Support Services: Targeting Customers More Effectively1 Jul, 2009 By: Al Beery, Brian Hill Response
I dentifying and understanding your target customers — and finding more like them — are critical to the success of marketing campaigns. Being "location intelligent" by using location-based information and consumer psychographic data enables marketers across any industry to more accurately profile their target consumers. By taking into account lifestyle characteristics, purchase behaviors and consumer demographics, marketers can optimize merchandising strategies and increase sales.
Combining multiple variables lets marketers identify high-level attributes associated with a particular consumer group. Psychographics and neighborhood segmentation help target the most receptive consumers to a particular product. What's more, mapping capabilities allow marketers to pinpoint exactly where these ideal consumers live.
To become more location intelligent, consider the following:
•Which consumer groups are your strongest targets? Direct marketers should analyze consumer expenditures within defined geographies to identify the most promising segments, as well as the most unproductive targets, and where each of these segments resides.
Demographics paint a more accurate picture of the targeted customer. Are your most promising targets male or female? Young or old? White or blue collar? High school- or college-educated?
Psychographics and segmentation tell us the most effective means of reaching consumers. Unlike demographics, psychographics and segmentation reveal an additional layer of information on key aspects of a consumer population. Psychographics take this concept further by describing lifestyles and behaviors, such as consumers' propensity to travel internationally, go downhill skiing or visit coffee shops. Segmentation combines demographic and psychographic attributes to group consumers into similar "clusters." This process allows for a better description of the targeted consumer and provides marketers with key lifestyle and behavioral attributes that help in targeting marketing campaigns more effectively.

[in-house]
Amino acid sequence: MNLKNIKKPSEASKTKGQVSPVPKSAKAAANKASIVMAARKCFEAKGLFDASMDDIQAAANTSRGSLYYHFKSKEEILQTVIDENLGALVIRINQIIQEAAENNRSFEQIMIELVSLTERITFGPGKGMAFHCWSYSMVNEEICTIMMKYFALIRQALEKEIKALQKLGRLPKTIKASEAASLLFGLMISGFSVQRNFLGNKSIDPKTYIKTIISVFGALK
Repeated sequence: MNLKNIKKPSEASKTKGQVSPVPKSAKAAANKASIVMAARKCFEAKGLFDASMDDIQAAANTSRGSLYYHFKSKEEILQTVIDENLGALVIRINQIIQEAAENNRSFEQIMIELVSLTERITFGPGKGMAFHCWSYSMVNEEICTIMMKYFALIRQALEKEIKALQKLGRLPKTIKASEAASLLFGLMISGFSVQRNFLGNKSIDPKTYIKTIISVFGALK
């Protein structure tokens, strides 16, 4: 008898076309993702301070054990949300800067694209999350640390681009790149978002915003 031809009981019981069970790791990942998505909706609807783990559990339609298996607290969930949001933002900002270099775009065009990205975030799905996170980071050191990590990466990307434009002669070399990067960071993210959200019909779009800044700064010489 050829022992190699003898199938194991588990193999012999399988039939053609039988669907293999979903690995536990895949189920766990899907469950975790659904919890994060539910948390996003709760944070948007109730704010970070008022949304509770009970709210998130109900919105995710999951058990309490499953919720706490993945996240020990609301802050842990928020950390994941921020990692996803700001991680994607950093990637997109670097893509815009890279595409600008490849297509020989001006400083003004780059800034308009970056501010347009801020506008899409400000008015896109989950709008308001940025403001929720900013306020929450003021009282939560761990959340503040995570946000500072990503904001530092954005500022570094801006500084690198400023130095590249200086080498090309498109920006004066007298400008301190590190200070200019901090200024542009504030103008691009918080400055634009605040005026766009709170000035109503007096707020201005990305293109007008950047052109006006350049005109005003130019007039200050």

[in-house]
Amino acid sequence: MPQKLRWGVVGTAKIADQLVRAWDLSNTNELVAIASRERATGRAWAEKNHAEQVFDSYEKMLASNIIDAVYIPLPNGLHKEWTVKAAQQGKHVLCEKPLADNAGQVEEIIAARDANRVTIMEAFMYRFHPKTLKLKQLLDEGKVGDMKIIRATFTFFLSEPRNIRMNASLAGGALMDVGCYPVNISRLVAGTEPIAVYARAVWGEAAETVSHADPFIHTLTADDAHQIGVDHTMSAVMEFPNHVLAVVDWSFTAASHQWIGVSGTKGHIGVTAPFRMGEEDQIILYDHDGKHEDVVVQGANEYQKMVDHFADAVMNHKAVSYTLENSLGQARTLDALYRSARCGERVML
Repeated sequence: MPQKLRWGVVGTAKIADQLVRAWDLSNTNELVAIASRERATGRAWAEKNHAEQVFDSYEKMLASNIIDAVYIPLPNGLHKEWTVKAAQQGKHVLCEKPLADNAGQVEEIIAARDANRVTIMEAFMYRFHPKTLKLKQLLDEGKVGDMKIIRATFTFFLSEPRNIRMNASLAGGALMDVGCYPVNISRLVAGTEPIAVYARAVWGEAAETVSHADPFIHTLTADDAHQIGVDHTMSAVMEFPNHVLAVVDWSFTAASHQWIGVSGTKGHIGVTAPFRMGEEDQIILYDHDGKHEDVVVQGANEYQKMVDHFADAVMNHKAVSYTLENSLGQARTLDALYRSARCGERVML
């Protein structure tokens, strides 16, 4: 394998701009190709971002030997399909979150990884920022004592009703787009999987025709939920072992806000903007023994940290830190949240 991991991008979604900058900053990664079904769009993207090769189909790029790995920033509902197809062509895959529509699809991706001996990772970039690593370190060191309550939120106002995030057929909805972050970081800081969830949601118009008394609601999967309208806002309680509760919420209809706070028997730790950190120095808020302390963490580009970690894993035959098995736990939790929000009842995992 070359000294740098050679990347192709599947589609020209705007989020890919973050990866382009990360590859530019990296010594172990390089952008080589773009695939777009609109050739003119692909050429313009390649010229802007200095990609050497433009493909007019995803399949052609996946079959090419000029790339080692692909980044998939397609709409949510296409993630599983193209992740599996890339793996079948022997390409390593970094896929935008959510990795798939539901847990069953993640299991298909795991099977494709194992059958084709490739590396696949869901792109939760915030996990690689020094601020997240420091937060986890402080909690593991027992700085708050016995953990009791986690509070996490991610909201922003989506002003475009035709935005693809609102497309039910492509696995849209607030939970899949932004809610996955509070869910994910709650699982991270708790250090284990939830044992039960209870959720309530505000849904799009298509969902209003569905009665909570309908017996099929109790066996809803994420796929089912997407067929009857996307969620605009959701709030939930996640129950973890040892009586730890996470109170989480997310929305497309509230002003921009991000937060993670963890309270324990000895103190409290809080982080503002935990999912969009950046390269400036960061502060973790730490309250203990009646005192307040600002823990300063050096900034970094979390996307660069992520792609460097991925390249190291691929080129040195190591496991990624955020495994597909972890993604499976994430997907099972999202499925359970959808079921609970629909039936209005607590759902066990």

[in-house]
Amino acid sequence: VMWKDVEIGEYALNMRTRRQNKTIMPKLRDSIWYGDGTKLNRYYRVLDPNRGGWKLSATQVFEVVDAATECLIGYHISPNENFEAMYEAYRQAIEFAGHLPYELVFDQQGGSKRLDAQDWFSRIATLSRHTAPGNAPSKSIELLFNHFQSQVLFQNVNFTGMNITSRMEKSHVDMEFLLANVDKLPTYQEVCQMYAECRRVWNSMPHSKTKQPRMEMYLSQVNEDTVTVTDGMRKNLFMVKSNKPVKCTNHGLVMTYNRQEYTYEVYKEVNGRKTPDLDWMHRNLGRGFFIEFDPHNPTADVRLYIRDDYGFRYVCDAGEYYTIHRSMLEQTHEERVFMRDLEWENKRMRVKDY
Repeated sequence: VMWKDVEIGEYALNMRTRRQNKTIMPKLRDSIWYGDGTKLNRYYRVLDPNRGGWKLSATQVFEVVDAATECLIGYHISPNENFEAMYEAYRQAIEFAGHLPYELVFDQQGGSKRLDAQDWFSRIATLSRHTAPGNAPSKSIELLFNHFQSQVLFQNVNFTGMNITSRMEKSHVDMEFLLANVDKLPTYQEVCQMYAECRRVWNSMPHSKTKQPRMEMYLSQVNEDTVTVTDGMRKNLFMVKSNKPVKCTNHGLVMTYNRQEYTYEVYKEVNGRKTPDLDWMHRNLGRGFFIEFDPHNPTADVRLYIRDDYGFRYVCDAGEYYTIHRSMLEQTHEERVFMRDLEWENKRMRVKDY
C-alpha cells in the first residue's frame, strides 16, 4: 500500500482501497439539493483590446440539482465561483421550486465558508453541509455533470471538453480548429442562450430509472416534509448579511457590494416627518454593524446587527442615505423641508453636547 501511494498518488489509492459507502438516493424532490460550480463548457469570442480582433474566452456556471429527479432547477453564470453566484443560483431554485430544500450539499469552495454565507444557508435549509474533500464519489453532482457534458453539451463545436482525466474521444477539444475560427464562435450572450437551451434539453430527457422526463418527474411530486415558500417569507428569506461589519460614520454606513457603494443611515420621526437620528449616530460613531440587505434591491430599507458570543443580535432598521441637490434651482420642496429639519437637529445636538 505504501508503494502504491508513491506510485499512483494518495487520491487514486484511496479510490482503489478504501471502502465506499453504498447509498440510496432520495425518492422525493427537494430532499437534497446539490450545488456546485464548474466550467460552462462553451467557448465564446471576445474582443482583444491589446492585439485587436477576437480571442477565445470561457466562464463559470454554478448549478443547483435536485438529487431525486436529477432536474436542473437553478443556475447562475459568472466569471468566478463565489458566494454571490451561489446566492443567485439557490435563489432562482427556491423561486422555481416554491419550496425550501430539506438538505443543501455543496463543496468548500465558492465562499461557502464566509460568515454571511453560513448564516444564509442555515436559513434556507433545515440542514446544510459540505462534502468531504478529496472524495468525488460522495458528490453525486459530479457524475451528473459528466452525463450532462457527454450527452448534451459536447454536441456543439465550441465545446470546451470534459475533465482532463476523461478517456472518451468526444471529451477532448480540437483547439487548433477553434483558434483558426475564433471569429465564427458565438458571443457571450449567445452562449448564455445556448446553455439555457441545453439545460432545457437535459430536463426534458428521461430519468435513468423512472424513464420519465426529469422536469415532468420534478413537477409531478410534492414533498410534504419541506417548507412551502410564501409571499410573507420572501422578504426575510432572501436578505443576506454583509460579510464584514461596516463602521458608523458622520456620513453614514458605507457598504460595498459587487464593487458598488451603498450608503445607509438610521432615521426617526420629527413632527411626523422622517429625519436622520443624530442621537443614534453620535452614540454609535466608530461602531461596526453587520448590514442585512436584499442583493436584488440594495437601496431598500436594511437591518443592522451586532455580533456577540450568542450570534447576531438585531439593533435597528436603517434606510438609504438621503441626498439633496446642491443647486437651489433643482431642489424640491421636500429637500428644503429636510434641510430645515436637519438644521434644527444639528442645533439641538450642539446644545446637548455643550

Macroeconomics has a profound impact on customer behavior. Traditional purchase patterns are altered in times of fluctuating economic conditions. In boom times, consumers spend more and are less sensitive to price. In times of economic hardship, the converse can often be seen. Having a good understanding of the macroeconomics of the marketplace and your specific trade areas can translate to the right message for the right consumer. The same prospective consumer group in El Centro, Calif., experiencing 23-percent unemployment will likely garner a different approach than Morgantown, W.V., which is experiencing only 3-percent unemployment.
Quality in, quality out. Put the power of location intelligence to work and maximize your targeting campaigns by mining your existing databases. Ask yourself the following:
Who are your customer segments, and what are their response rates? How much do they spend, and how often?
- 2. Where should I focus my direct marketing and advertising efforts, and how do current macroeconomics impact my message and which consumer groups I target?
- 3. If you're a multi-channel business, do your mail-order consumers look different than your brick-and-mortar consumers?
Use location intelligence to craft, track and recalibrate your campaigns over time. Get the full picture of consumer behavior, and know exactly where to best target marketing efforts.
Brian V. Hill is restaurant practice leader for predictive analytics and Alan W. Beery is retail practice leader for predictive analytics at Pitney Bowes Business Insight (www.pbbusinessinsight.com), a global provider of location intelligence solutions to help companies make more informed and strategic business decisions.